Does a country's medal haul at the Olympics lead to stock market success? Could gold on the podium translate to gold in the bank? Common sense would say no, of course not. Why should there be any relationship between a country's athletic prowess and its market performance?
And yet, there appears to be a link between success on the podium and success in the markets. Over the last two decades, the top Olympic gold medal winning countries have, on average, seen their stock markets outperform the MSCI World Index in the months following the end of the Olympics.
For example, in 1996 the U.S. dominated the 1996 Summer Olympics in Atlanta, winning the most gold medals (44, nearly twice as much as second-place Russia, which won 26). In the year that followed (Aug. 4, 1996 to Aug. 4, 1997) the MSCI World Index rose 26%. In that same period the S&P 500 rose 43%, outperforming the MSCI World Index by 17 percentage points.
Similarly, in 2008 China won 51 gold medals, the most of any country. Following its Olympic success, China's stock market was a world-beater as well. The Shanghai Composite Index rose 25%, while global markets dropped 19%, a difference of 43 percentage points (due to rounding).
In total, six out of the last 10 Olympic games winners' markets outperformed the MSCI World Index over the following 12 months. On average, during the three months after the Olympics, the winners outperformed the MSCI World Index by 6 percentage points. For the six months after the games ended, the outperformance was also 6 percentage points, and for the subsequent year they averaged returns 4 percentage points higher than the world index.
A lot of this cumulative outperformance was because of China's exceptional post-Olympic market returns. But even if that number isn't included, the top gold medal-winning countries still did well. Plus, Russia's stock market had an exceptionally bad year following its winter Olympic success, so China and Russia almost cancel each other out.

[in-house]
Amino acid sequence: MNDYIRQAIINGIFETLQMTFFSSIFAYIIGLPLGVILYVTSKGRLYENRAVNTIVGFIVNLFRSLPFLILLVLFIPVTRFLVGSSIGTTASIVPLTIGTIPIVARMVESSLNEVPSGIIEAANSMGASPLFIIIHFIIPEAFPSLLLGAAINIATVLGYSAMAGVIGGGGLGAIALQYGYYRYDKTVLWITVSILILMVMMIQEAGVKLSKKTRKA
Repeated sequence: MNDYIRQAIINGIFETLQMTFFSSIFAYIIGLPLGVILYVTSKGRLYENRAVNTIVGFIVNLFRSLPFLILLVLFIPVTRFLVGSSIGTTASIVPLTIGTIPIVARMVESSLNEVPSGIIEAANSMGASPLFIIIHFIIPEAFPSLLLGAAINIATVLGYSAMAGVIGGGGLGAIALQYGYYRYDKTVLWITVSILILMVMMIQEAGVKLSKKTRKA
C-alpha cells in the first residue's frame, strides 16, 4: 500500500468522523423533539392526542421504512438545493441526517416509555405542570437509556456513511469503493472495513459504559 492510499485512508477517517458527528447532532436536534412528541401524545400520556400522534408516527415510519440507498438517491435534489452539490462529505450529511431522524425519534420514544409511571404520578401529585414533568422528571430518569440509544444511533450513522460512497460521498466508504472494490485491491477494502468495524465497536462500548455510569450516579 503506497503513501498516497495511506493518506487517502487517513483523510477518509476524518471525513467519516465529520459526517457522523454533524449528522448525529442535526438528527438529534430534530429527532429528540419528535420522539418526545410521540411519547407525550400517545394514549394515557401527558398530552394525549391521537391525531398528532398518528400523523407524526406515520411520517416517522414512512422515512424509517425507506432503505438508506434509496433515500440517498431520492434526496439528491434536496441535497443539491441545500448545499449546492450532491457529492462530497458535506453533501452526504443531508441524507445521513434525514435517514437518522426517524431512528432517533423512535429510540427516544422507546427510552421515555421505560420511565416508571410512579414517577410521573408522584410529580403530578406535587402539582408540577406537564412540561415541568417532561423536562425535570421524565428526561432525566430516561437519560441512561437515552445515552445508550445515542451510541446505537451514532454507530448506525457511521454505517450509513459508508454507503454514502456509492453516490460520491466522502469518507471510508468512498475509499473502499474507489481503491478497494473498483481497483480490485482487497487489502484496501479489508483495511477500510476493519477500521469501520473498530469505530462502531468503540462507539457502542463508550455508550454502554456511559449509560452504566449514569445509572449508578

A few percentage points difference in stock market performance may not sound huge. But in the world of asset management, outperformance is measured in basis points (one hundredth of a percentage point, or 0.01%). Careers and fortunes are made and lost on transactions, or trades, in which a dozen or so basis points either way make or break a deal.
So clearly there is a link between Olympic success and economic growth. But why?
For a country to win a lot of gold medals, more is needed than just naturally gifted athletes. It also requires millions of dollars to spend on training. So, if a country has enough money to invest in sports, it could indicate that the overall economy is in good shape. But that's a pretty shaky theory.
Ultimately, as with a lot of market quirks -- such as the January barometer, the Super Bowl indicator, sector rotation, and "sell in May and go away" -- it might not matter why it happens. What matters is that it does happen. Investors don't necessarily need to understand why something happens in order to capitalize on it.
At the Rio Olympics this year, the U.S. once again won more gold medals than any other country. So does this mean you should invest in the S&P 500 for the next year? Well, maybe. This year the S&P 500 is already up 6% while the MSCI World Index is up 5%.
If the S&P 500 keeps performing better than the rest of the world's markets, it could be a very good post-Olympic year for U.S. stocks. To bask in the U.S. post-Olympic gold medal glow, just buy the S&P 500 index using an ETF like the SPDR S&P 500 ETF Trust (SPY) - Get Report .
Kim Iskyan is the founder of Truewealth Publishing, an independent investment research company based in Singapore. Click here to sign up to receive the Truewealth Asian Investment Daily in your inbox every day, for free.
This article is commentary by an independent contributor. At the time of publication, the author held no positions in the stocks mentioned.